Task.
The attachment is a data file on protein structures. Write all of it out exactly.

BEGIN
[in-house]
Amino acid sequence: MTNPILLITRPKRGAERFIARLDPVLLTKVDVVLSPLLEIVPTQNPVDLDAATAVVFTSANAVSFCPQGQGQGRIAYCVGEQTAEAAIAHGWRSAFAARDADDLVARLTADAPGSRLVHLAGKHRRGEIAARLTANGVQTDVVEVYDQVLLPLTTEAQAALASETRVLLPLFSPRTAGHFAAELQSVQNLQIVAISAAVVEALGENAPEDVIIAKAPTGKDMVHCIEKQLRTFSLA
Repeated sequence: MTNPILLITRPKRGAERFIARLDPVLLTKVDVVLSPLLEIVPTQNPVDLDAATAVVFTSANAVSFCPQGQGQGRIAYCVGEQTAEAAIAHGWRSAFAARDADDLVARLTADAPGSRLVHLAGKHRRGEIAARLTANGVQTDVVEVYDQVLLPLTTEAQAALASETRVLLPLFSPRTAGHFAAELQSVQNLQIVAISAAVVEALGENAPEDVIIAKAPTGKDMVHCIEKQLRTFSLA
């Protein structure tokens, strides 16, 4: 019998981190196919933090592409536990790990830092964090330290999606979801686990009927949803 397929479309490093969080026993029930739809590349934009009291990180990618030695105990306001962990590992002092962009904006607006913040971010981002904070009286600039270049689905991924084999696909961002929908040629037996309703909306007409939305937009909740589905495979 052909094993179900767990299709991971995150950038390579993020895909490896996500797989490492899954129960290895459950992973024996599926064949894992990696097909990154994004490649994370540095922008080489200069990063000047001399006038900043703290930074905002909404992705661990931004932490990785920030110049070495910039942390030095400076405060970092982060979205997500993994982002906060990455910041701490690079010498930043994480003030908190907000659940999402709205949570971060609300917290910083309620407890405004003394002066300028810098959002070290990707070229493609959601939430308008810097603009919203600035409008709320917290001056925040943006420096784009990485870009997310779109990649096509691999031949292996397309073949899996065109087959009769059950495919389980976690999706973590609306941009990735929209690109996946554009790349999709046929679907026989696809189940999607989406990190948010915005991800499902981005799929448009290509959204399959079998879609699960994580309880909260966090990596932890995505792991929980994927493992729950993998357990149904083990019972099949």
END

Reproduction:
[in-house]
Amino acid sequence: MTNPILLITRPKRGAERFIARLDPVLLTKVDVVLSPLLEIVPTQNPVDLDAATAVVFTSANAVSFCPQGQGQGRIAYCVGEQTAEAAIAHGWRSAFAARDADDLVARLTADAPGSRLVHLAGKHRRGEIAARLTANGVQTDVVEVYDQVLLPLTTEAQAALASETRVLLPLFSPRTAGHFAAELQSVQNLQIVAISAAVVEALGENAPEDVIIAKAPTGKDMVHCIEKQLRTFSLA
Repeated sequence: MTNPILLITRPKRGAERFIARLDPVLLTKVDVVLSPLLEIVPTQNPVDLDAATAVVFTSANAVSFCPQGQGQGRIAYCVGEQTAEAAIAHGWRSAFAARDADDLVARLTADAPGSRLVHLAGKHRRGEIAARLTANGVQTDVVEVYDQVLLPLTTEAQAALASETRVLLPLFSPRTAGHFAAELQSVQNLQIVAISAAVVEALGENAPEDVIIAKAPTGKDMVHCIEKQLRTFSLA
């Protein structure tokens, strides 16, 4: 019998981190196919933090592409536990790990830092964090330290999606979801686990009927949803 397929479309490093969080026993029930739809590349934009009291990180990618030695105990306001962990590992002092962009904006607006913040971010981002904070009286600039270049689905991924084999696909961002929908040629037996309703909306007409939305937009909740589905495979 052909094993179900767990299709991971995150950038390579993020895909490896996500797989490492899954129960290895459950992973024996599926064949894992990696097909990154994004490649994370540095922008080489200069990063000047001399006038900043703290930074905002909404992705661990931004932490990785920030110049070495910039942390030095400076405060970092982060979205997500993994982002906060990455910041701490690079010498930043994480003030908190907000659940999402709205949570971060609300917290910083309620407890405004003394002066300028810098959002070290990707070229493609959601939430308008810097603009919203600035409008709320917290001056925040943006420096784009990485870009997310779109990649096509691999031949292996397309073949899996065109087959009769059950495919389980976690999706973590609306941009990735929209690109996946554009790349999709046929679907026989696809189940999607989406990190948010915005991800499902981005799929448009290509959204399959079998879609699960994580309880909260966090990596932890995505792991929980994927493992729950993998357990149904083990019972099949």